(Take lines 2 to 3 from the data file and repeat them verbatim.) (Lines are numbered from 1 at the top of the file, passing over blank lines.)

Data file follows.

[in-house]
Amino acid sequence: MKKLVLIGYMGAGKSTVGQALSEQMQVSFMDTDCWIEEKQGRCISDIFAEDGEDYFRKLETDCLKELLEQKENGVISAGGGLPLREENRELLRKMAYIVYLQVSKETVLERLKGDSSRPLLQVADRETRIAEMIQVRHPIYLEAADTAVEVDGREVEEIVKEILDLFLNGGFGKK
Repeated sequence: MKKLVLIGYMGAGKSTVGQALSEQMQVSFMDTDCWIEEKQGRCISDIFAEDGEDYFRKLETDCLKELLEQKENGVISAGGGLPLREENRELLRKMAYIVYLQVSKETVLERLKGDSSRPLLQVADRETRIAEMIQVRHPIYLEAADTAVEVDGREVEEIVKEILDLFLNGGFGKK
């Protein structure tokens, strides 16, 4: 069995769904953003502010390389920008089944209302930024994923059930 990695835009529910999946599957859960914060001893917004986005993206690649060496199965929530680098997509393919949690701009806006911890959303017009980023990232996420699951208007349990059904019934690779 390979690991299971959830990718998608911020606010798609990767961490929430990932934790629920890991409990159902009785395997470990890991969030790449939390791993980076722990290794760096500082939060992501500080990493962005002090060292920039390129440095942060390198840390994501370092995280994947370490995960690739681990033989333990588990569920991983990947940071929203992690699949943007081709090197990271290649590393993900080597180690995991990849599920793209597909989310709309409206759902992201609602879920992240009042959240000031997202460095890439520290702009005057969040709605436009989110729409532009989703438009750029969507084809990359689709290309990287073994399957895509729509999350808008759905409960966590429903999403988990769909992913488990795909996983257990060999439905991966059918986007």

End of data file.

Amino acid sequence: MKKLVLIGYMGAGKSTVGQALSEQMQVSFMDTDCWIEEKQGRCISDIFAEDGEDYFRKLETDCLKELLEQKENGVISAGGGLPLREENRELLRKMAYIVYLQVSKETVLERLKGDSSRPLLQVADRETRIAEMIQVRHPIYLEAADTAVEVDGREVEEIVKEILDLFLNGGFGKK
Repeated sequence: MKKLVLIGYMGAGKSTVGQALSEQMQVSFMDTDCWIEEKQGRCISDIFAEDGEDYFRKLETDCLKELLEQKENGVISAGGGLPLREENRELLRKMAYIVYLQVSKETVLERLKGDSSRPLLQVADRETRIAEMIQVRHPIYLEAADTAVEVDGREVEEIVKEILDLFLNGGFGKK